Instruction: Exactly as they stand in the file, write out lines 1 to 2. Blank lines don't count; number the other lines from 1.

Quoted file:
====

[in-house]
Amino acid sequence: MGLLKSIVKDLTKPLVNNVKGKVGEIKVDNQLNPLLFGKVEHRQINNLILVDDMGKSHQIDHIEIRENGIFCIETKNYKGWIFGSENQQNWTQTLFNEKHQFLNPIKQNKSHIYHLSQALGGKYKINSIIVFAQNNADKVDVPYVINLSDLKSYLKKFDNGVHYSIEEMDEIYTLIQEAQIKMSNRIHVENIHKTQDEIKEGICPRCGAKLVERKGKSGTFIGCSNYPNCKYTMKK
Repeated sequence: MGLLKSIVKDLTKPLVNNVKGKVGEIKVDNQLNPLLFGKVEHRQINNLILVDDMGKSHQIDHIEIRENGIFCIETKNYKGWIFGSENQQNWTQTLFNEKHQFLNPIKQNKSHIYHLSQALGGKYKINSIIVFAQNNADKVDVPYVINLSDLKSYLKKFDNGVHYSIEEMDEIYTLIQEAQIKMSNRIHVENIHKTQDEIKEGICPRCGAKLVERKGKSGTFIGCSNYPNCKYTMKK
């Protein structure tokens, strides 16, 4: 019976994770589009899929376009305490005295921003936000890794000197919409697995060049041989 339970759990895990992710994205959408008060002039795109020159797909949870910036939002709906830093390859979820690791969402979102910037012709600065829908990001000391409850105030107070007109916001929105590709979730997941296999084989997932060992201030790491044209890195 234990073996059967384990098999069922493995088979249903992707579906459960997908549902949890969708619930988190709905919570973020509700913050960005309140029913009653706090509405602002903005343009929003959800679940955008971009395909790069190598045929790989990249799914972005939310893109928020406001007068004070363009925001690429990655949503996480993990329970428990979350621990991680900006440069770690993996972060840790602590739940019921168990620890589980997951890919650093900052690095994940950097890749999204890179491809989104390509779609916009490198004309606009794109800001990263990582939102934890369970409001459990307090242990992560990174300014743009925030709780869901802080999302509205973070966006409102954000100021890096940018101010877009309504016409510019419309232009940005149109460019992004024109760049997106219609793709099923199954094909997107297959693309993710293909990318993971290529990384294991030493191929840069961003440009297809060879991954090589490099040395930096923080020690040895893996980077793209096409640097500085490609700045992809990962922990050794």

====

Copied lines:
[in-house]
Amino acid sequence: MGLLKSIVKDLTKPLVNNVKGKVGEIKVDNQLNPLLFGKVEHRQINNLILVDDMGKSHQIDHIEIRENGIFCIETKNYKGWIFGSENQQNWTQTLFNEKHQFLNPIKQNKSHIYHLSQALGGKYKINSIIVFAQNNADKVDVPYVINLSDLKSYLKKFDNGVHYSIEEMDEIYTLIQEAQIKMSNRIHVENIHKTQDEIKEGICPRCGAKLVERKGKSGTFIGCSNYPNCKYTMKK